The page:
In 1981, Pension & Investment Age magazine published their regular report ranking investment performance for pension plans. Alone at the top was a tiny bank based out of Chillicothe, Missouri.
Citizens Bank & Trust led the list of every bank- and insurance-managed pension fund for the 3-year performance mark. More importantly, it led the same list for the 10-year mark. How does a tiny bank in farm country Missouri beat out the biggest banks and insurance companies in the country for a decade?
The answer is Edgerton Welch. Welch was the 72-year-old chief investment officer for the bank who had never heard of Ben Graham or modern portfolio theory. He admitted to not being smart enough to play the stock market. He even said he had no idea if it would go up or down. Instead, he had a copy of Value Line and a simple set of rules to guide him.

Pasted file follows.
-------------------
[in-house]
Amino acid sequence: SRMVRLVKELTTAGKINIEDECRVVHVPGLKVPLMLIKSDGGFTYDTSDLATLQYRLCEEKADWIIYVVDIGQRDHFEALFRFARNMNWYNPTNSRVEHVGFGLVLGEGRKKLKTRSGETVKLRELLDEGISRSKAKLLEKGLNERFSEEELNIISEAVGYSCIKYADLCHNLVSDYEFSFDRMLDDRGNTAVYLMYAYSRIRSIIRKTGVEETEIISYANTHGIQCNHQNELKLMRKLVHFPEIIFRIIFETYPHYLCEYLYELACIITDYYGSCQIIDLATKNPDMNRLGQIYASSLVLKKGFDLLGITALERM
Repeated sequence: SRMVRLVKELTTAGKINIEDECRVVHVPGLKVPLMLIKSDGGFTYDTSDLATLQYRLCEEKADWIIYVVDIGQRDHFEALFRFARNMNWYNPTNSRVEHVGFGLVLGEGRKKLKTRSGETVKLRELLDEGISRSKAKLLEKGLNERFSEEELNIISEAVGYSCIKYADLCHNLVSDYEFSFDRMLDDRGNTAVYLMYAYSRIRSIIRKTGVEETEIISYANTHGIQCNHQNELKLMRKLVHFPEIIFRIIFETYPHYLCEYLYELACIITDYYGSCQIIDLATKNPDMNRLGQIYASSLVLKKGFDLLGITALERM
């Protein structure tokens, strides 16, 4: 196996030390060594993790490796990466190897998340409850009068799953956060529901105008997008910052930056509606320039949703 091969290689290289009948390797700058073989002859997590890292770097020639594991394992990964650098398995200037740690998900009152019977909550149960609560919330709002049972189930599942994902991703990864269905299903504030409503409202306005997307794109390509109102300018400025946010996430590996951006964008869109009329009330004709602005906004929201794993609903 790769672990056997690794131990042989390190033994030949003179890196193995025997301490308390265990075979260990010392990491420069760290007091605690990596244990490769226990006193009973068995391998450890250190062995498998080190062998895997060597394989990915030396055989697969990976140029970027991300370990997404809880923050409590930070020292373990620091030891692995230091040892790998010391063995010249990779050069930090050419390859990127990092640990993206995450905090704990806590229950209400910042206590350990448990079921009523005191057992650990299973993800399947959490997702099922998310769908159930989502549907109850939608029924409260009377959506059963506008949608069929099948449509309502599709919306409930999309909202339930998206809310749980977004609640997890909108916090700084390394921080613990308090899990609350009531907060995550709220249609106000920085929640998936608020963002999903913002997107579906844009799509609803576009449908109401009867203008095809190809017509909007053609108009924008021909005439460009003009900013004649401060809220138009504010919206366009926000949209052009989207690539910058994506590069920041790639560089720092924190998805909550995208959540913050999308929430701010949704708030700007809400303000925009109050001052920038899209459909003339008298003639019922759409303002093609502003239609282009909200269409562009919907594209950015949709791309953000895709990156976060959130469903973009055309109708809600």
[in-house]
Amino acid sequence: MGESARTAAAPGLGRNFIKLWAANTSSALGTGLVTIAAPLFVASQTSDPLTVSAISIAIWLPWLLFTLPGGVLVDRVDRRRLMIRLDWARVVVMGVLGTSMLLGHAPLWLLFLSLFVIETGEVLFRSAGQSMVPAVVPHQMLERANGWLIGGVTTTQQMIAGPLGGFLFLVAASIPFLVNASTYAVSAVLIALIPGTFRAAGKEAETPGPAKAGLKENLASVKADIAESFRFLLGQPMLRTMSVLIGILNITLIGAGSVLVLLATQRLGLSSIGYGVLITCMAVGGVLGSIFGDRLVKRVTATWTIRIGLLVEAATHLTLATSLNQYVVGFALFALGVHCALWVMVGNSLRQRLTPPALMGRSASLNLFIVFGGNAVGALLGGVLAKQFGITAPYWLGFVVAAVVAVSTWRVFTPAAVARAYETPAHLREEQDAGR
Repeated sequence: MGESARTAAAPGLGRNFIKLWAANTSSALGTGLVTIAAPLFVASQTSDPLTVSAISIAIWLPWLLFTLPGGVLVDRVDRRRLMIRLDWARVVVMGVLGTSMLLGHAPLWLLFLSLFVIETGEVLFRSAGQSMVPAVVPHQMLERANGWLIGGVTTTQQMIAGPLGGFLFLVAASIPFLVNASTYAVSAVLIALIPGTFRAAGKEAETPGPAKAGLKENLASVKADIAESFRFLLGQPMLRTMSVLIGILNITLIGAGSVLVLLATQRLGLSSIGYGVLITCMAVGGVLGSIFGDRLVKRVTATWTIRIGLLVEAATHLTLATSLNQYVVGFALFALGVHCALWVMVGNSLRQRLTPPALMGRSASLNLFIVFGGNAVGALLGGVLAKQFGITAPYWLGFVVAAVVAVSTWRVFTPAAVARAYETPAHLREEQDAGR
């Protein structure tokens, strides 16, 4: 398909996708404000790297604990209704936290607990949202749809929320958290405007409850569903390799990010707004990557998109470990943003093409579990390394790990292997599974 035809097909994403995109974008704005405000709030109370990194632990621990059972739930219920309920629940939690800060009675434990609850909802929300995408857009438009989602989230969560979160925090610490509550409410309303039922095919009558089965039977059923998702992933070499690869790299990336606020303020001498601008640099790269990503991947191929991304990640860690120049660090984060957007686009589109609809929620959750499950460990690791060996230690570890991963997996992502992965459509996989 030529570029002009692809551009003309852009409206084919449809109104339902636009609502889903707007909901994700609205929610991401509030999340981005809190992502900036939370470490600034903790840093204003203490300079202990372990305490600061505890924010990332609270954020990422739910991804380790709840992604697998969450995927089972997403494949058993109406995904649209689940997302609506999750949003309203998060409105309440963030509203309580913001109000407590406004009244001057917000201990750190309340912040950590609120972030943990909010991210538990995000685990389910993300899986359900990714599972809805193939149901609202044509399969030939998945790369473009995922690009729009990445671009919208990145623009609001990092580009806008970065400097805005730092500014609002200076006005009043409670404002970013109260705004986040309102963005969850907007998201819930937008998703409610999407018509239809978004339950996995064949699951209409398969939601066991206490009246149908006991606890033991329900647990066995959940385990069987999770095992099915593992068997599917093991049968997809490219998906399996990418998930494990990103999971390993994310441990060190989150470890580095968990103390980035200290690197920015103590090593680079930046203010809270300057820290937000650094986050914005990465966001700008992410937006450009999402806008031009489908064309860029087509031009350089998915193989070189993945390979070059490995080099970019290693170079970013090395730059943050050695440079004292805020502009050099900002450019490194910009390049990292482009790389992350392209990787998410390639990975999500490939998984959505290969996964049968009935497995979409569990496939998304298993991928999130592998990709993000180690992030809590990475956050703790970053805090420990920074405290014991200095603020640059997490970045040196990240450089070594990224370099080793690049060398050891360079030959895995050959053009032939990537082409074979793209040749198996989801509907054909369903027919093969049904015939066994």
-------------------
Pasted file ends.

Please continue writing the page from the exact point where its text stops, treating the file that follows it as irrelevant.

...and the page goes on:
Welch bought all the stocks that had Value Line’s highest ranking relative to other stocks, in industries ranked highly by Value Line, and also highly rated by Merrill Lynch and E.F. Hutton, the two brokerage firms he used. He held onto each stock until its Value Line ranking dropped. At which point he sold. Three rules tied to buying, one for selling. That’s it.
Some may point to the simplicity of Welch’s strategy as the reason for its success. They’re partially right. Continue Reading…